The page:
Hedda is cold-hearted, cruel, even monstrous at times – if she is pregnant, as Aunt Julie suspects, her final act seems even more shocking to us – in the way she goads Løvborg to end it all and taunts Thea Elvsted.
But at the same time, being trapped in a passionless marriage at a time when marriage was the only reasonable option for so many women, she has some justification for being ‘bored to death’.
But whether it’s the boredom that kills her in the end, or whether – ironically – it’s the rather exciting and dangerous scandal her actions get her caught up in, is something worth pondering. How in control of her own life is she? Hedda is someone who wishes to own and direct the ‘narrative’ of her life: she wants, above all, to be a kind of Iago figure, in the sense that the scheming villain from Shakespeare’s Othello is, in a sense, the stage manager or ‘director’ of the play in which he appears, setting in motion all of the major events that take place.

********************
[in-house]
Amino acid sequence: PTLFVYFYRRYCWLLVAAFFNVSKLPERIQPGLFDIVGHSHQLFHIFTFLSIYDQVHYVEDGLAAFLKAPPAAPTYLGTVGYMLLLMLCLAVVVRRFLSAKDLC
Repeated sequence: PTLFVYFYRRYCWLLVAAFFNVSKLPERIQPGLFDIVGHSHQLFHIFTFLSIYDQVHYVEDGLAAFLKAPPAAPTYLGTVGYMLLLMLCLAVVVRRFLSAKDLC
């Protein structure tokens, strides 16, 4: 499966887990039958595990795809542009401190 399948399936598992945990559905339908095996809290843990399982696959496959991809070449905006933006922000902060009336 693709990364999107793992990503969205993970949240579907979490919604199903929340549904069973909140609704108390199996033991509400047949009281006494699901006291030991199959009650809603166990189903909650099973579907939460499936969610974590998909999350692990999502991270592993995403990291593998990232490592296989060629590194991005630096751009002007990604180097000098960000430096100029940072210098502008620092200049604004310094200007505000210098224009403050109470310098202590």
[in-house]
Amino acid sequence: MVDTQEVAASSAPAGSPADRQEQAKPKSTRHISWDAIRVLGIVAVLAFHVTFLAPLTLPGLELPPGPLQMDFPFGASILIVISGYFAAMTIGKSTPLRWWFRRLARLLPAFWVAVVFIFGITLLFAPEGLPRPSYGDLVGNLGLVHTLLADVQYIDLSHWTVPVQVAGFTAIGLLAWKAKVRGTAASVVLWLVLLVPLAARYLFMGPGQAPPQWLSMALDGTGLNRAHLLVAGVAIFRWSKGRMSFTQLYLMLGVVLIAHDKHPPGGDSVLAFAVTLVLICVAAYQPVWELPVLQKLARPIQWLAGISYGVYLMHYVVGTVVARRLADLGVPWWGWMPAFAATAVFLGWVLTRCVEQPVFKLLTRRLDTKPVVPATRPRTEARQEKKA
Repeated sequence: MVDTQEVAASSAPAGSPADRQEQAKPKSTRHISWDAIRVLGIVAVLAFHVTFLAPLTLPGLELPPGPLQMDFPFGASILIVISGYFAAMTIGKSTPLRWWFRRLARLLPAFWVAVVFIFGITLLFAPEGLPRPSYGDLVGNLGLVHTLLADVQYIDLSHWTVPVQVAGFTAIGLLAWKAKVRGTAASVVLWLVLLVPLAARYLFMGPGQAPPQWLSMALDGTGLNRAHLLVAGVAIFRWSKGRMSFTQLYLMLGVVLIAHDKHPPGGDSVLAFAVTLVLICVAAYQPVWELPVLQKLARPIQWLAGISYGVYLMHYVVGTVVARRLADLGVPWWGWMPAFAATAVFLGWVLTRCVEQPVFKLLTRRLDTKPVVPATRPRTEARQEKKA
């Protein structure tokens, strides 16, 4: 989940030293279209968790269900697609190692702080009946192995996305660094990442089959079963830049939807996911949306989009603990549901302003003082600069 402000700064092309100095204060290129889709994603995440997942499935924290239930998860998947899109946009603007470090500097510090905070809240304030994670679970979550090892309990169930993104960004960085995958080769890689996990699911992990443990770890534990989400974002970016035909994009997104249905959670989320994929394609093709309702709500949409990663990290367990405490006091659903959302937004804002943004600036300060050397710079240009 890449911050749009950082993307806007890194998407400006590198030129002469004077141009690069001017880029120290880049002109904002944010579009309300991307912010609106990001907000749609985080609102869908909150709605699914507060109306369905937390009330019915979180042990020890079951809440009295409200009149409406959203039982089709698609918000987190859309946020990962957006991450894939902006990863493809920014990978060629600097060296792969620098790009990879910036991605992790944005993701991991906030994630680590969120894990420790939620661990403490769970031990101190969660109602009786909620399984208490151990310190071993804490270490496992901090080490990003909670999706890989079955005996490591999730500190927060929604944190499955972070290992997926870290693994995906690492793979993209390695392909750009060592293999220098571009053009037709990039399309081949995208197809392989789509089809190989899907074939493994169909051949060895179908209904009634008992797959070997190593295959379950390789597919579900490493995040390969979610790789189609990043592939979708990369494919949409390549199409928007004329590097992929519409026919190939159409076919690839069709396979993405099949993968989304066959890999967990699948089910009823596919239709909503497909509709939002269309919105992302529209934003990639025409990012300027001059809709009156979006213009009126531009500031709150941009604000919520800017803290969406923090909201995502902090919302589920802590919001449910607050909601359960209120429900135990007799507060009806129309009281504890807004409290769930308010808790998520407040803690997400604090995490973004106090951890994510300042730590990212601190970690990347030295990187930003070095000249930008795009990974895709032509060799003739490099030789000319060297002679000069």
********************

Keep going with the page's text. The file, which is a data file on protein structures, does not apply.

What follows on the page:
But she is mistaken. Her boredom does lead to her death, but only when the mischief she unleashes – the burning of Løvborg’s manuscript (which actually brings her husband and another woman together, bonding over the scholarly task of reconstructing it), and the goading of Løvborg with her father’s pistol – leads to genuine tragedy and the risk of genuine scandal.
Then she finds herself, ironically enough, back where Nora Helmer found herself at the beginning of Ibsen’s earlier play, A Doll’s House: in the thrall of another man who can threaten to reveal her secret and destroy her life at any moment. Hedda refuses to live like that, but what does her final act on stage represent?
Has she taken control of her life’s narrative in the most extreme day, or taken the easy way out? Has she lost control of the narrative altogether?
She is, after all, proved wrong about Løvborg: she gave him the means to end his life, by handing him the pistol, but not the motivation. Hedda Gabler is such a rewarding play because of these complexities we find in the play’s title-character, but she is as much a failed Iago as she is ‘the female Hamlet’.